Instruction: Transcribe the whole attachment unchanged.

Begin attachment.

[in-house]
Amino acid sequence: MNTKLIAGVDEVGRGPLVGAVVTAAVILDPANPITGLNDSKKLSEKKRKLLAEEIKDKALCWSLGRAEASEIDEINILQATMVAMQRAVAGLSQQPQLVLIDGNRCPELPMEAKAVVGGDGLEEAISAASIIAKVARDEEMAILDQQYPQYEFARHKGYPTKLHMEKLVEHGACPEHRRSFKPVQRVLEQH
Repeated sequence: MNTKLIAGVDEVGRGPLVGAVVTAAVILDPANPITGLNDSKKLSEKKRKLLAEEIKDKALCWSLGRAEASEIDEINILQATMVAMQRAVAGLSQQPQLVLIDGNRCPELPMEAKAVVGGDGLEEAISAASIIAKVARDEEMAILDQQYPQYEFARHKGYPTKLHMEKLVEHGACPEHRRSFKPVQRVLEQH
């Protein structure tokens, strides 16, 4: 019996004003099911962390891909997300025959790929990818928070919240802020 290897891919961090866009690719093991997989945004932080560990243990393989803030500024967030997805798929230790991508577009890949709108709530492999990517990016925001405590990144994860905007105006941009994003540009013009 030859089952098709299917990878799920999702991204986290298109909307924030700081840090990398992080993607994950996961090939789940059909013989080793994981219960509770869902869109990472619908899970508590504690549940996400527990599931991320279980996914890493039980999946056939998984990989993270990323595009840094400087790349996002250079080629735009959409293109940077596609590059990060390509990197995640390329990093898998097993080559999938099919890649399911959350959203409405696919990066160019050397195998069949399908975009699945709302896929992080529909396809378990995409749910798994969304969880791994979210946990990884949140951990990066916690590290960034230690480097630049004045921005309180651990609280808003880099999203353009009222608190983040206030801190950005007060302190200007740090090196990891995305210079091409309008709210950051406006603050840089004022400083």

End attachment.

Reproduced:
[in-house]
Amino acid sequence: MNTKLIAGVDEVGRGPLVGAVVTAAVILDPANPITGLNDSKKLSEKKRKLLAEEIKDKALCWSLGRAEASEIDEINILQATMVAMQRAVAGLSQQPQLVLIDGNRCPELPMEAKAVVGGDGLEEAISAASIIAKVARDEEMAILDQQYPQYEFARHKGYPTKLHMEKLVEHGACPEHRRSFKPVQRVLEQH
Repeated sequence: MNTKLIAGVDEVGRGPLVGAVVTAAVILDPANPITGLNDSKKLSEKKRKLLAEEIKDKALCWSLGRAEASEIDEINILQATMVAMQRAVAGLSQQPQLVLIDGNRCPELPMEAKAVVGGDGLEEAISAASIIAKVARDEEMAILDQQYPQYEFARHKGYPTKLHMEKLVEHGACPEHRRSFKPVQRVLEQH
């Protein structure tokens, strides 16, 4: 019996004003099911962390891909997300025959790929990818928070919240802020 290897891919961090866009690719093991997989945004932080560990243990393989803030500024967030997805798929230790991508577009890949709108709530492999990517990016925001405590990144994860905007105006941009994003540009013009 030859089952098709299917990878799920999702991204986290298109909307924030700081840090990398992080993607994950996961090939789940059909013989080793994981219960509770869902869109990472619908899970508590504690549940996400527990599931991320279980996914890493039980999946056939998984990989993270990323595009840094400087790349996002250079080629735009959409293109940077596609590059990060390509990197995640390329990093898998097993080559999938099919890649399911959350959203409405696919990066160019050397195998069949399908975009699945709302896929992080529909396809378990995409749910798994969304969880791994979210946990990884949140951990990066916690590290960034230690480097630049004045921005309180651990609280808003880099999203353009009222608190983040206030801190950005007060302190200007740090090196990891995305210079091409309008709210950051406006603050840089004022400083």